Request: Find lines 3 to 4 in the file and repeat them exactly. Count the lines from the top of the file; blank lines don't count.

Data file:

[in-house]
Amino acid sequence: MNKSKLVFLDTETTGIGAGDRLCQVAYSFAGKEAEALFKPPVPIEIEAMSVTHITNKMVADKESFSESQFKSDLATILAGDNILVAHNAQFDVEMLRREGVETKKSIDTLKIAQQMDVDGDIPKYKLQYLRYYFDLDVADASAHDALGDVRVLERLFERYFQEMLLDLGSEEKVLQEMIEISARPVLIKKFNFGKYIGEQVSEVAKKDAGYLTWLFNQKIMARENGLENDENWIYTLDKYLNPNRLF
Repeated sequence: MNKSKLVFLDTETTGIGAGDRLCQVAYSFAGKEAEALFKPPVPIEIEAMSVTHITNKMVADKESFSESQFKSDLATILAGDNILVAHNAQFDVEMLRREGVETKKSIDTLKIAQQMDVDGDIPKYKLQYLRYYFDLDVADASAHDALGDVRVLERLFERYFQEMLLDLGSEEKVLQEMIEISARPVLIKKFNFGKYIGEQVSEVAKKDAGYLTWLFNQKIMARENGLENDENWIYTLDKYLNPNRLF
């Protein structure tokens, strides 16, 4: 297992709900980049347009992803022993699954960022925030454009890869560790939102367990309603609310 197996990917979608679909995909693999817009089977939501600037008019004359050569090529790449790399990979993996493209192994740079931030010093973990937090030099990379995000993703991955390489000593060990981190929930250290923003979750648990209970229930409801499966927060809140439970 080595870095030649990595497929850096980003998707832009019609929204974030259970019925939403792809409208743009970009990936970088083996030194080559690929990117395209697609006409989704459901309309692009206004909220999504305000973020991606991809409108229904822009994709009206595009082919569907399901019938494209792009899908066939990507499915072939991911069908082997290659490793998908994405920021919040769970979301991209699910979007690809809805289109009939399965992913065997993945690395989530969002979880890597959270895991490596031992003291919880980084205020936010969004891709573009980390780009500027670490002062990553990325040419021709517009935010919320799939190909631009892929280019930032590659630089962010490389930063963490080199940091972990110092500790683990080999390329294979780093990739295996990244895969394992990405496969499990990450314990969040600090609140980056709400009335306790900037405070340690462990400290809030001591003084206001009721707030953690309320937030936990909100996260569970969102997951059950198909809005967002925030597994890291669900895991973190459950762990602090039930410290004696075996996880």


Repeated sequence: MNKSKLVFLDTETTGIGAGDRLCQVAYSFAGKEAEALFKPPVPIEIEAMSVTHITNKMVADKESFSESQFKSDLATILAGDNILVAHNAQFDVEMLRREGVETKKSIDTLKIAQQMDVDGDIPKYKLQYLRYYFDLDVADASAHDALGDVRVLERLFERYFQEMLLDLGSEEKVLQEMIEISARPVLIKKFNFGKYIGEQVSEVAKKDAGYLTWLFNQKIMARENGLENDENWIYTLDKYLNPNRLF
């Protein structure tokens, strides 16, 4: 297992709900980049347009992803022993699954960022925030454009890869560790939102367990309603609310 197996990917979608679909995909693999817009089977939501600037008019004359050569090529790449790399990979993996493209192994740079931030010093973990937090030099990379995000993703991955390489000593060990981190929930250290923003979750648990209970229930409801499966927060809140439970 080595870095030649990595497929850096980003998707832009019609929204974030259970019925939403792809409208743009970009990936970088083996030194080559690929990117395209697609006409989704459901309309692009206004909220999504305000973020991606991809409108229904822009994709009206595009082919569907399901019938494209792009899908066939990507499915072939991911069908082997290659490793998908994405920021919040769970979301991209699910979007690809809805289109009939399965992913065997993945690395989530969002979880890597959270895991490596031992003291919880980084205020936010969004891709573009980390780009500027670490002062990553990325040419021709517009935010919320799939190909631009892929280019930032590659630089962010490389930063963490080199940091972990110092500790683990080999390329294979780093990739295996990244895969394992990405496969499990990450314990969040600090609140980056709400009335306790900037405070340690462990400290809030001591003084206001009721707030953690309320937030936990909100996260569970969102997951059950198909809005967002925030597994890291669900895991973190459950762990602090039930410290004696075996996880």